A Pentecostal fellowship ended up opening more churches in the United States of America in 2011 than there were days in the year.
According to its records, the Assemblies of God, a denomination with around 3 million members, opened up 368 new churches in 2011.
Pastoral training and funding for these endeavors came through the Assemblies of God’s “Church Multiplication Network,” which is a department in the organization’s National Leadership and Resource Center.
“The reason this all matters is because new churches are incredibly effective at helping people far from God begin to follow Jesus,” said Steve Pike, national director of the Church Multiplication Network, in an interview with The Christian Post.
“CMN equips, funds and networks AG church planting projects from a national perspective.”
Pike attributed this growth to “a strong sense of dependency on and expectation of the empowerment of the Holy Spirit.”
“Starting new churches is an incredibly challenging endeavor and we passionately believe that effective planting is best done by Spirit empowered leaders,” said Pike. “We do believe that strategies and plans are important, but without God’s anointing, strategies and plans can’t produce a vigorous church.”
Assemblies of God General Superintendent George O. Wood’s leadership also played a strong role in their church-planting success last year, Pike highlighted.
“Dr. Wood didn’t stop with just saying that starting churches was a value,” said the director. “He took a hard look at our organization and recognized that our actions were not lined up with our values. So he set in motion a serious effort to re-align our actions with our stated values.”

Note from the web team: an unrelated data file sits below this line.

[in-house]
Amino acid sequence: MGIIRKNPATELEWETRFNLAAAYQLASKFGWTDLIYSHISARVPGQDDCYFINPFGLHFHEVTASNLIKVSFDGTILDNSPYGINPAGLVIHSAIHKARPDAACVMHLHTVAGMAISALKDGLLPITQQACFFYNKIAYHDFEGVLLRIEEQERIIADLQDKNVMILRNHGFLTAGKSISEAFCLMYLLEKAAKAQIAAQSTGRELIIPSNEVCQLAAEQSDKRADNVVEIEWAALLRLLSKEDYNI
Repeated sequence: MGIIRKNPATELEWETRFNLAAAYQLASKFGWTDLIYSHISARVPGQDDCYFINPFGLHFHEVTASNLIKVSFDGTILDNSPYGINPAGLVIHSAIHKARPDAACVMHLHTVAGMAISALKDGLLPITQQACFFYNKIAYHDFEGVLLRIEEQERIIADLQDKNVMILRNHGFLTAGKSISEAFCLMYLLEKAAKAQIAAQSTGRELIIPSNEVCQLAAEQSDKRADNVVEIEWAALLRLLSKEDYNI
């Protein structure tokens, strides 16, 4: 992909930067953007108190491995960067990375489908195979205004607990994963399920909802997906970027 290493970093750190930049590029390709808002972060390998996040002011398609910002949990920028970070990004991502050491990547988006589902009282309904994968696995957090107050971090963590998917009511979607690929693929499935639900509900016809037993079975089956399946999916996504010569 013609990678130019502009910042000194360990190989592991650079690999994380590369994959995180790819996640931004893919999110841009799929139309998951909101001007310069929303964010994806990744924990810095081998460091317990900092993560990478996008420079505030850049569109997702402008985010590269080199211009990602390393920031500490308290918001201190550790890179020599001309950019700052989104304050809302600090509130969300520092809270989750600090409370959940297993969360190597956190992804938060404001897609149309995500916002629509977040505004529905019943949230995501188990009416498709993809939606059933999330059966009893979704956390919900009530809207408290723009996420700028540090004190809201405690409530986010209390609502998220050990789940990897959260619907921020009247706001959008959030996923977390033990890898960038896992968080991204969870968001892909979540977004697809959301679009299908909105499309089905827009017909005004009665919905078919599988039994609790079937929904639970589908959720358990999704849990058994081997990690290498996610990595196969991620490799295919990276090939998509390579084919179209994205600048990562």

Michelle Dunn, director of Communications and PR for Phoenix First Assembly of Arizona, an Assembly church with a weekly attendance of over 17,000, agreed that leadership was crucial.
“The Assemblies of God leadership made a decision to be open to creative ways of ministering that are relevant to our culture,” Dunn in an interview with CP.
“We must meet people where they are in order to minister to their needs. Jesus' ministry on earth was always about people and that is also our mission and focus.”
Pastor Maury Davis of Cornerstone Church in Madison, Tenn., which has approximately 4,000 weekly attendees, told CP that the Assemblies of God’s flexibility in its system is what helps contribute to their success.
Davis explained that as a fellowship, the Assemblies of God “does not require the rigidity” of a denomination and thus “allows us to be more flexible” in structure and outreach.
The expansion of Assemblies of God churches focuses a great deal on “churches planting churches” and Cornerstone exemplifies this method.
According to Davis, Cornerstone has planted seven churches in cities in Texas and Tennessee. In April, they will be opening a new church campus in a suburb of Nashville.
The total number of Assembly of God congregations in the United States is 12,595 – the largest number of churches the fellowship has had since its inception in 1914.